A mining company has defended its safety record four days after at least 284 people died in a blaze at a pit in western Turkey.
A maximum of 18 miners remain missing and the final death toll will be around 300, the country’s energy minister said.
The mining company’s owner, Alp Gurkan, said he had spent his own money on improving standards at the pit. “I am hurting inside,” he told a news conference.
Turkey’s worst mining disaster has set off a wave of protests against what is perceived as official laxity and corruption.
The public anger has stirred up new hostility toward Prime Minister Recep Tayyip Erdogan’s government, which was sharply criticised for last summer’s brutal response to protesters in Istanbul’s Taksim Square and its crackdown earlier this year on social media.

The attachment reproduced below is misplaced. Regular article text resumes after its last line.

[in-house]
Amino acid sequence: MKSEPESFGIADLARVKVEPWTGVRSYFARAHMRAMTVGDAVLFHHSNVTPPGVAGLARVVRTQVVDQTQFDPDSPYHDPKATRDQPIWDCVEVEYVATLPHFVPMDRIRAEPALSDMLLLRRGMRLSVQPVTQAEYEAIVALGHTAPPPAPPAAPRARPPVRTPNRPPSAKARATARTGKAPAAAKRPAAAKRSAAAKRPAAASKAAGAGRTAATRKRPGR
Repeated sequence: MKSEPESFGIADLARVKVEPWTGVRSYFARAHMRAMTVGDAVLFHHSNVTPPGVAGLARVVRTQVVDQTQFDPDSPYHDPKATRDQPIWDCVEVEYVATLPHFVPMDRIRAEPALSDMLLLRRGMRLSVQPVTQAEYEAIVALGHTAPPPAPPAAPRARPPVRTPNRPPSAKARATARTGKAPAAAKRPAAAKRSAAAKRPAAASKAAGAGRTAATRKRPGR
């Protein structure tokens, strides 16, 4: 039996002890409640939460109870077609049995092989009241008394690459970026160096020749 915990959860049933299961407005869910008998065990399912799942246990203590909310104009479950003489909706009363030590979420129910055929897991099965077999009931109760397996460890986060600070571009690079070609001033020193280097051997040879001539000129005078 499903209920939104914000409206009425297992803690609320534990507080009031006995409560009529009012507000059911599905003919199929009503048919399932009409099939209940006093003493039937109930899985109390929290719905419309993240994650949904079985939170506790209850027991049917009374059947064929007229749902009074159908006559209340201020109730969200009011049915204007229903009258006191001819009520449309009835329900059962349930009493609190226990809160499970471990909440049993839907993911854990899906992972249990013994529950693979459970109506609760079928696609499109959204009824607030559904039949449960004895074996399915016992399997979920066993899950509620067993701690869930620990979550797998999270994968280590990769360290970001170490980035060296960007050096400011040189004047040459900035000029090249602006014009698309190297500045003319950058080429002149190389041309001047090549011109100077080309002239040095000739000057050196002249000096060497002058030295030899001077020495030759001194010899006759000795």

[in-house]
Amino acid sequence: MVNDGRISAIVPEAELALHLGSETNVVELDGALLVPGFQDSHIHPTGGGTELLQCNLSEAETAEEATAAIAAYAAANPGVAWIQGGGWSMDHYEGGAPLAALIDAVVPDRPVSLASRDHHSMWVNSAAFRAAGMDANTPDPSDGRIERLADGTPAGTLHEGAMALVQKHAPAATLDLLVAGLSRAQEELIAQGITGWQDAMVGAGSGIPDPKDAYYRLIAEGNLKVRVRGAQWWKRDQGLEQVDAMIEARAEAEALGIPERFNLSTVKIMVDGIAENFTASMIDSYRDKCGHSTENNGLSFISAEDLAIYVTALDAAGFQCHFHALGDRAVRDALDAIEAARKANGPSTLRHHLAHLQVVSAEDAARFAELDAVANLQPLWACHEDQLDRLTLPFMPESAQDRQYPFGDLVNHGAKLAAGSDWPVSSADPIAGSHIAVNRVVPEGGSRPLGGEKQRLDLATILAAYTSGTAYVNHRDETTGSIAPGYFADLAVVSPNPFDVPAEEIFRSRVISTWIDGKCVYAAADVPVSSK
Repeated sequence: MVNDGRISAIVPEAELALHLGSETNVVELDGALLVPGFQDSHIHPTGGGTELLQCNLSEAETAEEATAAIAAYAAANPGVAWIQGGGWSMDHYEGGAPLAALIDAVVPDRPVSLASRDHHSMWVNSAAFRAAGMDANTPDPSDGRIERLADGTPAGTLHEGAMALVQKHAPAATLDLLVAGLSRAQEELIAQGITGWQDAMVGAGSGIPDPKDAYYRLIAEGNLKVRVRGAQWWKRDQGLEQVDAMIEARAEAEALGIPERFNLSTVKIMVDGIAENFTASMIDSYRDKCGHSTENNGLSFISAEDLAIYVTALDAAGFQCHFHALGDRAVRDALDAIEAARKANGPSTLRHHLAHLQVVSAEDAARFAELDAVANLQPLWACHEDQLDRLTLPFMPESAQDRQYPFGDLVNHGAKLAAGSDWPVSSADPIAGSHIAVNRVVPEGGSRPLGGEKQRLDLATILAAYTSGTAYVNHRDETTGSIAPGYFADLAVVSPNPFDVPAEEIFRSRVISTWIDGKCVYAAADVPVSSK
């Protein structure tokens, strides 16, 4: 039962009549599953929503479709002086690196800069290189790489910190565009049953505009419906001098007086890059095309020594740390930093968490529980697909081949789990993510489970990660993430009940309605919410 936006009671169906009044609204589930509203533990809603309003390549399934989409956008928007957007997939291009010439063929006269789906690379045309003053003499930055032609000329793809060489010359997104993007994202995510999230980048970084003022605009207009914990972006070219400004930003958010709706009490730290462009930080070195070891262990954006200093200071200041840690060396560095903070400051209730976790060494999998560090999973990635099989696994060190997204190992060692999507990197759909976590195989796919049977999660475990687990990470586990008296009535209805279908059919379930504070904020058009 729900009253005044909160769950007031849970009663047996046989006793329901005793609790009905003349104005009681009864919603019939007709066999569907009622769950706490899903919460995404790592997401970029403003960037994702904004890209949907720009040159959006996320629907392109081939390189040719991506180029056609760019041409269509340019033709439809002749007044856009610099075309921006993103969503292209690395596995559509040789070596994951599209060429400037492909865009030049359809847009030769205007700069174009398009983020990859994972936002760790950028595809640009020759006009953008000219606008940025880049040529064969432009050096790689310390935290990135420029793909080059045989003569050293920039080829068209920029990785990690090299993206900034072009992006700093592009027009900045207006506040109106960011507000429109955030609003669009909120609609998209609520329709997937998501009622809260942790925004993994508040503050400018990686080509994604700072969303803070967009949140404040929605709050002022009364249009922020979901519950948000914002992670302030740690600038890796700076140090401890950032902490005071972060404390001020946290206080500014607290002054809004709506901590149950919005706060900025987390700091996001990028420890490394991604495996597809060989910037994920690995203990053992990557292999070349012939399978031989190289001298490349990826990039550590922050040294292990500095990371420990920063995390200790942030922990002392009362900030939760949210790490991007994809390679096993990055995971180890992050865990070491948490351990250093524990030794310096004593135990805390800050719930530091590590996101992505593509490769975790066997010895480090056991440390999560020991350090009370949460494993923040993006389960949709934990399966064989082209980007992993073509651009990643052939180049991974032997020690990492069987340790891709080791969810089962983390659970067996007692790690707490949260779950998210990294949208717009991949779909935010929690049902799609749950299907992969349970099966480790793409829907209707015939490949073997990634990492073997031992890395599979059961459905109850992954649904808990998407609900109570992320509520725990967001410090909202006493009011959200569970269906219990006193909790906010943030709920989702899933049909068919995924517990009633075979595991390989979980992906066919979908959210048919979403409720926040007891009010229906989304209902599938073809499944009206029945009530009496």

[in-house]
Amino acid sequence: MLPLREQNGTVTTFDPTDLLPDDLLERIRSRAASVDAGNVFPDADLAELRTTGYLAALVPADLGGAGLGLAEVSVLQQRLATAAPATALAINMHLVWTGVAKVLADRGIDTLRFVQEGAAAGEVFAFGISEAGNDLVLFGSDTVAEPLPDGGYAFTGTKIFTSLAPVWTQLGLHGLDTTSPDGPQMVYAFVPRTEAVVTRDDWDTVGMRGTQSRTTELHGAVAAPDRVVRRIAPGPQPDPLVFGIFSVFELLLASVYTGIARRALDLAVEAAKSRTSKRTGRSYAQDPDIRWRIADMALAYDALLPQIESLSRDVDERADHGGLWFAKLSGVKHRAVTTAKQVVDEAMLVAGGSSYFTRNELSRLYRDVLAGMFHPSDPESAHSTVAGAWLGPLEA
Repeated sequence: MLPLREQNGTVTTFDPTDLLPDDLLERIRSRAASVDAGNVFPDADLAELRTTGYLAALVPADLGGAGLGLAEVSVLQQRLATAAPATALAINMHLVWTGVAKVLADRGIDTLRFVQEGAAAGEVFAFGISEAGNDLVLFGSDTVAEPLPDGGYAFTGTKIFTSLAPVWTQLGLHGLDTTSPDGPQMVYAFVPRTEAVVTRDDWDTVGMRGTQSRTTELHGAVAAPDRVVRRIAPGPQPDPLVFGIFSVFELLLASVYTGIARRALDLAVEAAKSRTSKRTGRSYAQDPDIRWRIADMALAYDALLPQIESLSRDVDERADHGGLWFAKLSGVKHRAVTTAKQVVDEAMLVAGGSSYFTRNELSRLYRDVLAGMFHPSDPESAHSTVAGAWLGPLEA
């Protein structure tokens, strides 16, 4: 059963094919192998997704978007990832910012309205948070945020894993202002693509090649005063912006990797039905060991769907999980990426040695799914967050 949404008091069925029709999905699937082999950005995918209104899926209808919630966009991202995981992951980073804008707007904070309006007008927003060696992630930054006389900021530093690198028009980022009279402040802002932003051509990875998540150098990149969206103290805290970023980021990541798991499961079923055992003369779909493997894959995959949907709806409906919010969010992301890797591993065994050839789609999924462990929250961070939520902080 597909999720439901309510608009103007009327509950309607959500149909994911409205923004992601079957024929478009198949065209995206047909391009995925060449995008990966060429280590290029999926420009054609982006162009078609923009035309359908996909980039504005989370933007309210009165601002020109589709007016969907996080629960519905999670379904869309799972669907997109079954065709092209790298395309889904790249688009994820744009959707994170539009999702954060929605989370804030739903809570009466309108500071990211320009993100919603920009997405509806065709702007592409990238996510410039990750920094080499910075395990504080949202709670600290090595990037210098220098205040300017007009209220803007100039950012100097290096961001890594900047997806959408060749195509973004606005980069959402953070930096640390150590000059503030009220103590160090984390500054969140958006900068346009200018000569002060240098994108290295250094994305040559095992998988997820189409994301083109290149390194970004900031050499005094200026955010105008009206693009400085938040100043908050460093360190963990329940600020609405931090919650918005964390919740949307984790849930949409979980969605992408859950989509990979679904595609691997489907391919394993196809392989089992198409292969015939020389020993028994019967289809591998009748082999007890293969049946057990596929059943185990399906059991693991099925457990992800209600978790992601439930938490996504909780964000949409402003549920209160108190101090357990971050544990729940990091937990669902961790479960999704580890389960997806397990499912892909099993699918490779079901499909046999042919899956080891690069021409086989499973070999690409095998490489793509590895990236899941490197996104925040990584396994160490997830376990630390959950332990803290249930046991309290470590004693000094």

“It’s not an accident, it’s murder,” read a banner waved by trade unionists who marched through the streets of Istanbul.
Responding to the public outcry, energy minister Taner Yildiz said anyone found to have been negligent about safety at the mine can expect punishment. “We won’t take any notice of their tears,” he added.
The mining company said the exact cause of the accident is still not known but denied any wrongdoing.
“There is no negligence,” said Soma mine engineer Akin Celik. “I have been doing this job for 20 years but I have never seen anything like this. We would not want harm to come to a single fingernail of our workers.”
Ramazan Dogru, the mine’s manager, rejected initial reports that claimed the fire was caused by an explosion at a power distribution unit. “It was caused by an undetermined spark,” he said.